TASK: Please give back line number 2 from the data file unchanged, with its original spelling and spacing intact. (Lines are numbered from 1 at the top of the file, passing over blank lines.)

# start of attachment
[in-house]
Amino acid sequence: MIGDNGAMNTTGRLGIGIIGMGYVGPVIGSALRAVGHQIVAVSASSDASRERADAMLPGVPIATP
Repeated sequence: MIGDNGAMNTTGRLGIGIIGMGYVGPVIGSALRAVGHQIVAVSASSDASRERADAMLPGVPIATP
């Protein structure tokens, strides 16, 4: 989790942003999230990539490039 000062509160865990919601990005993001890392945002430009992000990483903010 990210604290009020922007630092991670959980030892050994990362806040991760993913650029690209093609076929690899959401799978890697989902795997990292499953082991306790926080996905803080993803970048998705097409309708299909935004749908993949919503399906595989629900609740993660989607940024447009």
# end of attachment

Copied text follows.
Amino acid sequence: MIGDNGAMNTTGRLGIGIIGMGYVGPVIGSALRAVGHQIVAVSASSDASRERADAMLPGVPIATP